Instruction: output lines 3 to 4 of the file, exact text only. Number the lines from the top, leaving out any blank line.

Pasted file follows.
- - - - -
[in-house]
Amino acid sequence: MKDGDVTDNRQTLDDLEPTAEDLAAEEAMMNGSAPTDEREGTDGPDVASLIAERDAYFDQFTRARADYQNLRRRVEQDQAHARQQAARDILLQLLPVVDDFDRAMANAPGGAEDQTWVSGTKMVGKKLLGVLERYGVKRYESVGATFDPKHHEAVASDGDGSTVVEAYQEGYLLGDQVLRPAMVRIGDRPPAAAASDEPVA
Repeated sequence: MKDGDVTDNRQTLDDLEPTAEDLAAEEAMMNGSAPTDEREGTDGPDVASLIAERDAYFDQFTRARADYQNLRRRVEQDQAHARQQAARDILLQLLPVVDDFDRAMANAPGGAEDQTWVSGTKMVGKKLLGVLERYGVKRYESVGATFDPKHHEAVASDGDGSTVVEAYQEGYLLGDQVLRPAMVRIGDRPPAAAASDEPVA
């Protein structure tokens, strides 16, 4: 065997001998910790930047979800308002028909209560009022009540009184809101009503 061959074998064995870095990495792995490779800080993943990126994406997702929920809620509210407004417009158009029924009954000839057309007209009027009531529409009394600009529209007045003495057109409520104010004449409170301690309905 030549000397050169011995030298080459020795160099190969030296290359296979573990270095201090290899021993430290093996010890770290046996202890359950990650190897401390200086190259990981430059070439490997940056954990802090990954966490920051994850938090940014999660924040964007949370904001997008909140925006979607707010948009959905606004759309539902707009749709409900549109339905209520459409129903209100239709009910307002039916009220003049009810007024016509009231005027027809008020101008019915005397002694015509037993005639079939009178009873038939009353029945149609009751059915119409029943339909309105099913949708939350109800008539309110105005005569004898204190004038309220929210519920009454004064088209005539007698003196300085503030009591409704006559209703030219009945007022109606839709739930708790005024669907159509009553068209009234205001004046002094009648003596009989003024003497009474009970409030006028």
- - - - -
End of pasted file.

Repeated sequence: MKDGDVTDNRQTLDDLEPTAEDLAAEEAMMNGSAPTDEREGTDGPDVASLIAERDAYFDQFTRARADYQNLRRRVEQDQAHARQQAARDILLQLLPVVDDFDRAMANAPGGAEDQTWVSGTKMVGKKLLGVLERYGVKRYESVGATFDPKHHEAVASDGDGSTVVEAYQEGYLLGDQVLRPAMVRIGDRPPAAAASDEPVA
């Protein structure tokens, strides 16, 4: 065997001998910790930047979800308002028909209560009022009540009184809101009503 061959074998064995870095990495792995490779800080993943990126994406997702929920809620509210407004417009158009029924009954000839057309007209009027009531529409009394600009529209007045003495057109409520104010004449409170301690309905 030549000397050169011995030298080459020795160099190969030296290359296979573990270095201090290899021993430290093996010890770290046996202890359950990650190897401390200086190259990981430059070439490997940056954990802090990954966490920051994850938090940014999660924040964007949370904001997008909140925006979607707010948009959905606004759309539902707009749709409900549109339905209520459409129903209100239709009910307002039916009220003049009810007024016509009231005027027809008020101008019915005397002694015509037993005639079939009178009873038939009353029945149609009751059915119409029943339909309105099913949708939350109800008539309110105005005569004898204190004038309220929210519920009454004064088209005539007698003196300085503030009591409704006559209703030219009945007022109606839709739930708790005024669907159509009553068209009234205001004046002094009648003596009989003024003497009474009970409030006028």